One of Ruth Rendell's best. Writing as Barbara Vine, Rendell masterfully brings together a variety of characters as they reveal their part in a murder that encompasses the past, present and future. In the beginning of the story, we know a murder has been committed. The rest of the book shows how this came about. The house is called the "house of stairs" because the house is 5 stories and has 106 stairs. Each floor has a bedroom or living space that different people move in and out of. Cosette, the owner of the house allows room for whoever wants to live there. The story evokes the 1970's; a time when people felt free to live in others' houses, smoked pot with their wine just about every day; and naively believed that others had the same good intentions as they did. At times, Cosette has no idea who's living in her house. When Bell moves in, she chooses to live on the top floor where she can easily hide. It is Bell's inner darkness that sets in motion the tragic events. An excellent psychological suspense book, "The House of Stairs" was hard to put down.
Who is the sad, reflective narrator and what mysterious illness does she suffer from? What is the strange hold that the tall, dark woman named Bell has over her, and whatever happened at the carefully described House of Stairs in London that sent Bell to prison? The answers are gradually revealed as the intricate knots of this mystery are untied.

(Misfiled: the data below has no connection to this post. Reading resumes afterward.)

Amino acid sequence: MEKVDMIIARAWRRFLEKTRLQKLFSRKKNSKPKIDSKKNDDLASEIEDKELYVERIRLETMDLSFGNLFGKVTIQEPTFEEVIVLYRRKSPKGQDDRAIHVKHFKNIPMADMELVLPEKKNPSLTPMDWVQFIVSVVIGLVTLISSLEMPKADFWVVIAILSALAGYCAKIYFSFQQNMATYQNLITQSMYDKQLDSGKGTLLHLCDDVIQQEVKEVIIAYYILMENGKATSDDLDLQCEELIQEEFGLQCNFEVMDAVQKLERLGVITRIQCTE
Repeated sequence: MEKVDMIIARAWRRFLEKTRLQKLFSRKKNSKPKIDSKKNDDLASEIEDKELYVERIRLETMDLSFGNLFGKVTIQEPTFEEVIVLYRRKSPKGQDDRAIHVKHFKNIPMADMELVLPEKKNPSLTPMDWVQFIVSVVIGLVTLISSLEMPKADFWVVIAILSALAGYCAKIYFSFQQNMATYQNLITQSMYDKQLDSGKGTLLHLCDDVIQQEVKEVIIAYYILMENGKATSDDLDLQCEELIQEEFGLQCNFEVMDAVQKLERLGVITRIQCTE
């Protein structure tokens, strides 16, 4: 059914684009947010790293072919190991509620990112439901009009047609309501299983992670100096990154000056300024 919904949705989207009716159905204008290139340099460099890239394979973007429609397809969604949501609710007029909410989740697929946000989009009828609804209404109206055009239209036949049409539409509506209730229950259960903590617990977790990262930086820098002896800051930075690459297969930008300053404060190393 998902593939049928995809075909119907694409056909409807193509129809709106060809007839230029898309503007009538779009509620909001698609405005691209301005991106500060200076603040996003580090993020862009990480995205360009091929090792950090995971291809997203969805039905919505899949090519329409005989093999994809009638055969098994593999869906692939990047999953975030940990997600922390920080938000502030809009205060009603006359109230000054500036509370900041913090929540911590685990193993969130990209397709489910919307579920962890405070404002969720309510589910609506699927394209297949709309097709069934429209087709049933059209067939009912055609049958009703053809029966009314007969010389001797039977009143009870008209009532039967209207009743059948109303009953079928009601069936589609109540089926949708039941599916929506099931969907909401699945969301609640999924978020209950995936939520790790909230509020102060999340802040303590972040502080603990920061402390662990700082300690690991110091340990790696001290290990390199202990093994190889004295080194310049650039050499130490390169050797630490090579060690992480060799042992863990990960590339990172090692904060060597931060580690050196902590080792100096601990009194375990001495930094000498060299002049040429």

The narrator of the story is a middle-aged novelist named Elizabeth Vetch who, ever since she learned of her grim heritage at age fourteen, has lived under the threat of inheriting the fatal disease known as Huntington's chorea, which she refers to as "the terror and the bore." Years before, during the late '60s and early '70s, she and Bell and several other vibrant people lived in the House of Stairs, owned by Elizabeth's recently widowed, newly Bohemian aunt Cosette. The story begins with Elizabeth's chance sighting of Bell; someone whom Elizabeth hasn't seen in fourteen years.
Remembering their past friendship, Elizabeth feels compelled to understand her own reawakened emotions, as well as the events that initiated her and Bell's parting and caused both Cosette and Elizabeth untold pain. Despite "all the terrible things" that passed between them, Elizabeth makes overtures to rekindle their friendship, with terrifying results...
I thoroughly enjoyed this book; although, the story being told entirely in flashbacks was slightly confusing to me. I was so eager to know what happened, that being pulled into a flashback scene was at times a little annoying. I still would give The House of Stairs by Barbara Vine - who is actually Ruth Rendell - an A+!